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- 1.1 Basic Character Building
- 1.2 Wealth and Starting Equipment
- 1.3 Difficult Racial Templates
- 1.4 Particularly Important Character Roles
- 1.5 Note from the GM on Templates
- 1.6 Note from the GM about character creation "surprises"
- 1.7 See Also
This Page Is Currently Under Construction And Will Be Available Shortly, Please Visit Reserve Copy Page
Basic Character Building
Starting Point Total: 275 (but see below for various details)
Starting Disadvantage Limit: -60 points plus 5 quirks (racial disadvantages do not count towards the disad limit, quirk points are counted separately, extra disadvantages over -60 are probably a terrible idea)
Starting Money: $2500 (plus a free "Adventurers Kit")
Starting characters will receive 200 points to spend on a character template from DF Adventurers, DF Scholars, DF Clerics, DF Summoners, DF Ninjas, or from the Pyramid articles regarding Mystic Knights and Justicars. 150 and 200 point versions of the templates are available Here courtesy Eric Funk (Includes GCA files). Players may also choose to "roll their own" 200 point character, but please use existing templates as a guideline to attribute levels and skills.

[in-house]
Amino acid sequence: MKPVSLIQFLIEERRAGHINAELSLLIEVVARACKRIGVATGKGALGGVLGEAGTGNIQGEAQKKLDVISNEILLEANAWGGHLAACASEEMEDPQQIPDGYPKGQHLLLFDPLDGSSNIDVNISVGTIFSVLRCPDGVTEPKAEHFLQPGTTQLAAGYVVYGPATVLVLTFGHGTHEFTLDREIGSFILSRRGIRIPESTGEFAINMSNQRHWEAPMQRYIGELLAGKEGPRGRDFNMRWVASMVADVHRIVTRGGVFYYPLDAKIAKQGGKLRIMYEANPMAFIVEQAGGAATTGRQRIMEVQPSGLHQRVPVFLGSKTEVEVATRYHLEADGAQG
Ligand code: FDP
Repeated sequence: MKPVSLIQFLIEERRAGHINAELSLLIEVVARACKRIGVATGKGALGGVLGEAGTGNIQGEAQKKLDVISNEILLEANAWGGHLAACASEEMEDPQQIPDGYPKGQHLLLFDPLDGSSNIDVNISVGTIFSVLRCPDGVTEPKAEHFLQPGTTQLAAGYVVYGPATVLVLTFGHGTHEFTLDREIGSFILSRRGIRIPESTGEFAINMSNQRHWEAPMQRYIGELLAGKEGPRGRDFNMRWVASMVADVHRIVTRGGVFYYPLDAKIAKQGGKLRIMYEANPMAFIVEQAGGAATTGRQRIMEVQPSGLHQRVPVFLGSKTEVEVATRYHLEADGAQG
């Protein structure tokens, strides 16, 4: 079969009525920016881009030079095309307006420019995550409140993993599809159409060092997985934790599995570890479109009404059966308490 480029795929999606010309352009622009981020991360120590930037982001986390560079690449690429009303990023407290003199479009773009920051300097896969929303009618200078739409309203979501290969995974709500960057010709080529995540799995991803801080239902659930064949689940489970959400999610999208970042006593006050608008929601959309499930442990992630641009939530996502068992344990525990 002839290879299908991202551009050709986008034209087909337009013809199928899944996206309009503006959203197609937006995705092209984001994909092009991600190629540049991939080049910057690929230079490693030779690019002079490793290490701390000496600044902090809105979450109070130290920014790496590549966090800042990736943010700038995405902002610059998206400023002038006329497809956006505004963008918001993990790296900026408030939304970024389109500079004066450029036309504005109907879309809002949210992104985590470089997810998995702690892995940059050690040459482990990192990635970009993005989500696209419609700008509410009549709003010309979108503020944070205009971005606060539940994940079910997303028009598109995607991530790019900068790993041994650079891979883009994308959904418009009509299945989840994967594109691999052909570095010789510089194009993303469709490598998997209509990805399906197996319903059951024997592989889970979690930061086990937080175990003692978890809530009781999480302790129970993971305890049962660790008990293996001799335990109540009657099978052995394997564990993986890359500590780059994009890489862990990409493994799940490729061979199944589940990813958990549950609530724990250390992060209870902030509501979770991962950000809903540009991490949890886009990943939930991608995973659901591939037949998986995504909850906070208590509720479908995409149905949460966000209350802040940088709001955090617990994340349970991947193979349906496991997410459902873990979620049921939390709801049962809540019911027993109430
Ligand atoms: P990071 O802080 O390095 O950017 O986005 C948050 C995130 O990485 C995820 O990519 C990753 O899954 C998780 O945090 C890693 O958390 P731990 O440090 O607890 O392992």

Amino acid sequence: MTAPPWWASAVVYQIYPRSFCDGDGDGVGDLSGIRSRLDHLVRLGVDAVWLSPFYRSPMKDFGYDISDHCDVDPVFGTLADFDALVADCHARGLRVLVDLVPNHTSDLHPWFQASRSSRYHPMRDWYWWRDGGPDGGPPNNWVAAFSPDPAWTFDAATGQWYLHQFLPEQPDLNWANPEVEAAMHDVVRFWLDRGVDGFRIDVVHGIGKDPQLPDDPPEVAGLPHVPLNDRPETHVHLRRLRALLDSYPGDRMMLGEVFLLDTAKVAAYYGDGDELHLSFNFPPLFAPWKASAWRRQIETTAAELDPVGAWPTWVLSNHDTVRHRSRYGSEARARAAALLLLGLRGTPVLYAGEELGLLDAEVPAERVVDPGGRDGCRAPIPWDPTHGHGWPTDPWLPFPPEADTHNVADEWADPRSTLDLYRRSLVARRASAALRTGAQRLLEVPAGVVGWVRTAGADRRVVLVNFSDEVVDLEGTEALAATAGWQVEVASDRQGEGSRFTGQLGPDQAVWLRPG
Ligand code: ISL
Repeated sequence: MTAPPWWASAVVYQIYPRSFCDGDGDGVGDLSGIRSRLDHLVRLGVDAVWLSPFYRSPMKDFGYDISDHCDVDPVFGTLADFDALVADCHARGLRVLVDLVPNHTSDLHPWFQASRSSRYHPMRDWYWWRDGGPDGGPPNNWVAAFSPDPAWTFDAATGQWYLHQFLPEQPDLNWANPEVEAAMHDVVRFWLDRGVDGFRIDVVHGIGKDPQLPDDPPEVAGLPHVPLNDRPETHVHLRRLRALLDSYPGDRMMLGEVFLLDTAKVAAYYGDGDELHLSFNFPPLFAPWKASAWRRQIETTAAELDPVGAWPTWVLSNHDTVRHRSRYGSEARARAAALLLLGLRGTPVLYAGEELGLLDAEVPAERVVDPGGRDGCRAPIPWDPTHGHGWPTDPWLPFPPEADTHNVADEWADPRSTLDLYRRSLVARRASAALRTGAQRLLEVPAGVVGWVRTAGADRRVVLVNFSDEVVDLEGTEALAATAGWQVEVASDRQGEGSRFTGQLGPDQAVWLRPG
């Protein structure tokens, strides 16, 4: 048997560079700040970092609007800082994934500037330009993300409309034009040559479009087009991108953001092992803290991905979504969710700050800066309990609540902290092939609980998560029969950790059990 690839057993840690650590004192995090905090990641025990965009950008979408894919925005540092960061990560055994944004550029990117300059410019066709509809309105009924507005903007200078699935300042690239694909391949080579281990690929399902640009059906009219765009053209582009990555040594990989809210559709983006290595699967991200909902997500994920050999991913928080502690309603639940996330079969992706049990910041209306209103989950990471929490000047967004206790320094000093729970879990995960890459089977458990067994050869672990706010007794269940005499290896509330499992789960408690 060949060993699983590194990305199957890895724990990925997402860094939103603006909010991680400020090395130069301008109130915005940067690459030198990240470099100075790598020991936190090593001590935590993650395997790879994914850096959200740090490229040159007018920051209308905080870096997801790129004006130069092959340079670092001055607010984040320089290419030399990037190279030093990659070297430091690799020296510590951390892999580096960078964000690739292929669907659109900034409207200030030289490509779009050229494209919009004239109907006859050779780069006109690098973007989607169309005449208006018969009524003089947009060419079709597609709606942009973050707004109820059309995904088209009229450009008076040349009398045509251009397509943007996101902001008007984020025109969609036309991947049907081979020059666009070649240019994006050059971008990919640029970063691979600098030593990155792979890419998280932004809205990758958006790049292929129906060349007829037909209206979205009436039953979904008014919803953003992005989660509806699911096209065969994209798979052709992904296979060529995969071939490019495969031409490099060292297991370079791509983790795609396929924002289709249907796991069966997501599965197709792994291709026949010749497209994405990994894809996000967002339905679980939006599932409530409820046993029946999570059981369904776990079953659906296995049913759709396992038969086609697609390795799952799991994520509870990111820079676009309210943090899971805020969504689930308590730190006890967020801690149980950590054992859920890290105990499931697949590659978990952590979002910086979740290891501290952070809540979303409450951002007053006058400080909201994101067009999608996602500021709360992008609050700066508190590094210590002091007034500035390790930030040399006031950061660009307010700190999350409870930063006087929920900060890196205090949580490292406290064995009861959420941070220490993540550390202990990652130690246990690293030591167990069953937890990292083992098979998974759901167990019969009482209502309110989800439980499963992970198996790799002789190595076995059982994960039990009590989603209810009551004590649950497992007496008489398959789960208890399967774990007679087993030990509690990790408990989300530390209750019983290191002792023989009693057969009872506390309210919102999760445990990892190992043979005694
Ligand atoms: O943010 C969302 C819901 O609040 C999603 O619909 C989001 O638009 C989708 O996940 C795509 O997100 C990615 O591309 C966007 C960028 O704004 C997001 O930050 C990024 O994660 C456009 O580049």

Once a character template is selected and payed for, you will receive a further 75 points for a racial template from DF3 or from the wiki, or a "multiclass" job lens from DF 3, or on upgrading your class template and powerups to a 275 point version. Point deficits from expensive templates should be made up from removing template discretionary advantages, taking more disadvantages, and/or efficiencies/savings on primary template skills, not by reducing template attributes. Left over points should be spent on Power Ups or trading more points for cash.
The result should be that your racial attribute bonuses add to your template attributes, rather than subsidizing them. In GCA you can achieve this effect by apply the racial template after the class template. This means that Catpeople Thieves and Swashbucklers are more graceful, Kaberoi Barbarians are stronger, and Half-Ogre barbarians are stupider and stronger than their human equivalents. Humans are more diverse and skill focused than the other races.
Everyone starts out with two languages for free: Greek (spoken and written) at Native comprehension for free, plus your own choice of secondary language.
"Barbarian" characters (with Savage, Minority Group, Uneducated, or another appropriate Social Stigma) may buy down literacy in both Greek and their second language. Buying down literacy in Greek does not count against the disadvantage limit, but buying down literacy in their second language does.
Foreign characters may buy down spoken and written fluency in Greek - if you do so, you must already have a relevant Social Stigma (Second Class Citizen, Minority Group, or Barbarian are good ones), but the points for buying down the language itself do not count against your disadvantage limit.